Things You'll Need
With careful consideration of the appropriate solution for your uneven floor problem, you should end up with a perfectly flat overall covering. It is usually best to tackle the problem at the flooring sub-level, which is above the original flooring and underneath the surface covering. As well as eliminating a potential health hazard from accidental trips and falls, top coverings will wear better and live longer if you even up the flooring at the sub-level. Coverings laid on uneven surfaces can wear in a patchy manner. Also, tables and chairs stand more firmly, without any annoying rocking, on a solid, level floor.
Install a carpet pad if your problem is minimal or if you only need a temporary solution. This may work for you if you are renting, for instance, and won't be replacing the carpet next time. Carpet pads are a type of underlay. If the unevenness in the floor is minimal, they create enough padding under the top carpet to help it lay flat. After a while, unfortunately, carpet pads will wear in an uneven way due to the uncorrected flooring underneath them, recreating the original problem.
Measure the approximate difference in flooring levels in several places throughout the room once the top flooring covering is removed. This will give you an idea of how big a problem you have and, consequently, how serious a solution you will need.
Lay plywood sheeting as a sub-floor layer. This can level the base floor quite efficiently if the problem is not severe and the overall level of the floor is fairly consistent. Use thicker plywood the more uneven the flooring is underneath.
Flatten out uneven floors using specially designed self-leveling compounds. These usually come in powder form, which you will need to mix with water. Cover uneven areas and they will settle and form a flat surface. There are many ways to make concrete look good as a surface flooring material nowadays, with concrete dyes and staining as well as stamps to create patterning. If you want a concrete surface, you can actually finish the flooring job with a self-leveling concrete overlay. This will correct the unevenness at the same time as becoming the surface flooring.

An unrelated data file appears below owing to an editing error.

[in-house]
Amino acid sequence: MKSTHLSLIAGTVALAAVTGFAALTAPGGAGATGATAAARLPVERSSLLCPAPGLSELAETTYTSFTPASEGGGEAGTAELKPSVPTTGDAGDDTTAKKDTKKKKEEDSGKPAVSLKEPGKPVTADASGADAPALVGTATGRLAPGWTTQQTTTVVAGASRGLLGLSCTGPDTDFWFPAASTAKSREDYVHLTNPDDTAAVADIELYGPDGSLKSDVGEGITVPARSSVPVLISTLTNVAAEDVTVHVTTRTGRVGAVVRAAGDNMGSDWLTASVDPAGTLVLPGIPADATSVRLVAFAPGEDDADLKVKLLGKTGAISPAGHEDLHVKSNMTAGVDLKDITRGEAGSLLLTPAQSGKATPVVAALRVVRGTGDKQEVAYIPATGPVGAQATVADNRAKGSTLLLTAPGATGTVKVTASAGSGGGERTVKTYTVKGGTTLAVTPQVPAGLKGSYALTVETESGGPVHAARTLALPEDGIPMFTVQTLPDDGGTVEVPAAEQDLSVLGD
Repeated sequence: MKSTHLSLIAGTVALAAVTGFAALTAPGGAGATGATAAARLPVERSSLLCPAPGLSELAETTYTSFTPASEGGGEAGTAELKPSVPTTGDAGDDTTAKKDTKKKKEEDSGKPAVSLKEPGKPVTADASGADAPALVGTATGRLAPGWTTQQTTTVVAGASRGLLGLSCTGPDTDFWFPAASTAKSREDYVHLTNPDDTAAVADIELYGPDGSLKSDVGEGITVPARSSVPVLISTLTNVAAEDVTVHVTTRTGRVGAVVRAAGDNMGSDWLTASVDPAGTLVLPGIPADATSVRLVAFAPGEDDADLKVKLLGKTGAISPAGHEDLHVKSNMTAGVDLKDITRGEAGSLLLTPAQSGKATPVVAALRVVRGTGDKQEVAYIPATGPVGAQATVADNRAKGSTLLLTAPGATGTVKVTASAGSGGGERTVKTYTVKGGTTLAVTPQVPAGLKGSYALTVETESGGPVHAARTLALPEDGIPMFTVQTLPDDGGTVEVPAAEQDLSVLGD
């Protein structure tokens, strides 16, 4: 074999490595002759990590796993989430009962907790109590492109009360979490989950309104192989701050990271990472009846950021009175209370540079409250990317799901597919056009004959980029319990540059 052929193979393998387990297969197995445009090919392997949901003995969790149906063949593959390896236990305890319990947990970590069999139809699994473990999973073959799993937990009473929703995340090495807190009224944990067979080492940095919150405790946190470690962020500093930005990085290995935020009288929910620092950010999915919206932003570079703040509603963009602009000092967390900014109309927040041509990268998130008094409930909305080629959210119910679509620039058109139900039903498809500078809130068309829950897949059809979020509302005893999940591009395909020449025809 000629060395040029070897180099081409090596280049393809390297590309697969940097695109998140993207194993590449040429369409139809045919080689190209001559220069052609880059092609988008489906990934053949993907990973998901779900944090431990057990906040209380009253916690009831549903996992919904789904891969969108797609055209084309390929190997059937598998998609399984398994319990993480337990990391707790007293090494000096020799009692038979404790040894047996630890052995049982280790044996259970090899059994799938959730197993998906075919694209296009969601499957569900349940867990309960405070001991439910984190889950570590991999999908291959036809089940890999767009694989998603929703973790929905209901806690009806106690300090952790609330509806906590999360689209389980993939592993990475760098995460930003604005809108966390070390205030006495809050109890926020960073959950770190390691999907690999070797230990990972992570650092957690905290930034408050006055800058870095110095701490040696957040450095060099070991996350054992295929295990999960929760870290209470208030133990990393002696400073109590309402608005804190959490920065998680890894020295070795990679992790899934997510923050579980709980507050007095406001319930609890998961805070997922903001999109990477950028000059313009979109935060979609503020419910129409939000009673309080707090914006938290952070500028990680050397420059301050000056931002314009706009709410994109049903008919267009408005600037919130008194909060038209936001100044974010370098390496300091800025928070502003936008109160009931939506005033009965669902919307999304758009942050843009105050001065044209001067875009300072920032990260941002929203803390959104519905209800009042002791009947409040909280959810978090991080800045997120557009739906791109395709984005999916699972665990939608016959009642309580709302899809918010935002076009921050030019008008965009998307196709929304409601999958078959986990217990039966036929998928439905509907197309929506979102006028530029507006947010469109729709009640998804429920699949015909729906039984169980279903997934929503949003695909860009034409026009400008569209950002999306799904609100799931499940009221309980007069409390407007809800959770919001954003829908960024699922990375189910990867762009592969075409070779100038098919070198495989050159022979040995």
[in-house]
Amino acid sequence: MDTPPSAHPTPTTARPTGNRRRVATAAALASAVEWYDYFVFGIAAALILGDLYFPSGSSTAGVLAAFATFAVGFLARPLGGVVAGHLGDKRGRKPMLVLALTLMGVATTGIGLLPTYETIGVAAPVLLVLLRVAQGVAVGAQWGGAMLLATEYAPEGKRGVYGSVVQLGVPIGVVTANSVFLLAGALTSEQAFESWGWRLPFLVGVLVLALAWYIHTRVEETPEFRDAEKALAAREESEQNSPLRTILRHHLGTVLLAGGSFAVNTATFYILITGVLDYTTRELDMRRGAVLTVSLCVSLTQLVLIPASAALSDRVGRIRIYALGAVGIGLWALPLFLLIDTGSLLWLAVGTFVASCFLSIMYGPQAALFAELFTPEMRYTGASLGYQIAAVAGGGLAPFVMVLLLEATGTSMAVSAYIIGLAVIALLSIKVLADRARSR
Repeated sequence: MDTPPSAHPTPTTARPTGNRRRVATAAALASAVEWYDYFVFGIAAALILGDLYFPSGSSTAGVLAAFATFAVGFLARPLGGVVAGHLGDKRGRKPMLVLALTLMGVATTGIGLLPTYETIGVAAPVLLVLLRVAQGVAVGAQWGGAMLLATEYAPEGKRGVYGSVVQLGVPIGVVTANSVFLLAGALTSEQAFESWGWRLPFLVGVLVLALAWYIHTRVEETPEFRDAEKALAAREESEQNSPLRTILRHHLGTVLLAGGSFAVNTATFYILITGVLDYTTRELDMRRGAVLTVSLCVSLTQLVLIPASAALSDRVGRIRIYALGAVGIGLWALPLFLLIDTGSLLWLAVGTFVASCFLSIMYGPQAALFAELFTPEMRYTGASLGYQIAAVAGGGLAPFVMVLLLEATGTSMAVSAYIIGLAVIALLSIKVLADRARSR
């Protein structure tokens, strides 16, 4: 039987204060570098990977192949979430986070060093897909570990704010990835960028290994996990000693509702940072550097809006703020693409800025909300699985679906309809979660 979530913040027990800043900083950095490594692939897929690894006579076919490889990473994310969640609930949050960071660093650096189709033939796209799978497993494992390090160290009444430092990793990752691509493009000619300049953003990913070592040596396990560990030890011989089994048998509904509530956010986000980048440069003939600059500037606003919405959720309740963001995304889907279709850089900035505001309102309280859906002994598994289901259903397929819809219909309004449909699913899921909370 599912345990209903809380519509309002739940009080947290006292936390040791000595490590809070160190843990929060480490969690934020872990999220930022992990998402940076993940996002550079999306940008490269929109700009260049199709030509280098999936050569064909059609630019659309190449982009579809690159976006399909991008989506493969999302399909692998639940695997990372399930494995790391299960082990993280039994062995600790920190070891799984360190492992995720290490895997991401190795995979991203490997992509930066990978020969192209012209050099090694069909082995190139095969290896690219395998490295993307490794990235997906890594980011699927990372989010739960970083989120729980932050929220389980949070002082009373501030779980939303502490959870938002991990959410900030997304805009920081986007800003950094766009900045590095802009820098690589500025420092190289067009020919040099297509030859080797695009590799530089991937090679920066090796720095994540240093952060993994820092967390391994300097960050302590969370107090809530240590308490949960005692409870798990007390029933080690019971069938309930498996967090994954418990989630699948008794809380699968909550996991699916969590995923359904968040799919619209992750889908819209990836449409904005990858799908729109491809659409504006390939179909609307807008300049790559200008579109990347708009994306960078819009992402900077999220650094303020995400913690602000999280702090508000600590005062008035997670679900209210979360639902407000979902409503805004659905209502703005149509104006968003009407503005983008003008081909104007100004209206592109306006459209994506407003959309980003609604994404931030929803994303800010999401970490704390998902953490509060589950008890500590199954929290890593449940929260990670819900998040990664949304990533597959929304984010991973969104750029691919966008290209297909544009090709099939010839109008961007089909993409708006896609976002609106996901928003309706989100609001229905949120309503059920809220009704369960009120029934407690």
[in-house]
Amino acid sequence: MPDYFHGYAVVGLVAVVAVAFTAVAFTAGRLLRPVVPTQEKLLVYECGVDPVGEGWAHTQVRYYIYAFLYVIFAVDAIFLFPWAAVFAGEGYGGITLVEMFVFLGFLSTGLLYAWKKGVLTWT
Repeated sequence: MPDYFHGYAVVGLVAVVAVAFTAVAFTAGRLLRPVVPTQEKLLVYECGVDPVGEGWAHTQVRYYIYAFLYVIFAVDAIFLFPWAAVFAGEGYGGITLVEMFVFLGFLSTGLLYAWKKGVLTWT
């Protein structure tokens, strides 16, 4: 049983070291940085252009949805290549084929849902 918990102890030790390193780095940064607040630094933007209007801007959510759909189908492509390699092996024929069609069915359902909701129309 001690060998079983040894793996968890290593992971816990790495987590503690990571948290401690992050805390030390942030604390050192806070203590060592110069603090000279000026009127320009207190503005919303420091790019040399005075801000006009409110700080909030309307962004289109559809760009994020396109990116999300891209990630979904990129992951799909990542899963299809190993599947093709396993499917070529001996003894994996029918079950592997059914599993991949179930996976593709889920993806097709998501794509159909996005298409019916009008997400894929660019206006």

Grind, chisel, sand or shim old floor bases to make them more level. These measures might be necessary on a severely uneven floor, in a very old house for example. You can grind down bumpy old masonry or concrete flooring with a powered grinding tool. Use chisels and power sanders to take off higher parts on wooden floor bases. Shimming involves making gap-fillers, usually wedge-shaped pieces of wood, to fit into places where the flooring slopes downward, causing the unevenness. The shaped fillers are cut at an angle to negate the sloping that is causing the unevenness. A plywood sub-level underneath the surface floor covering will usually complete the leveling job quite nicely.
Take account of doors that will need to open over the new flooring. Also, bear in mind that, ideally, you won't want a big difference in levels where floors meet at the doorways.
Steve Sparkes started writing professionally in 1982. He was a journalist and photographer for "The New York Waste" magazine for a decade. Sparkes has a diploma of art and design and a Bachelor of Arts in history of art from the South-East Essex School of Art. He also has a Master of Arts in photography from the London School of Printing and Graphic Arts.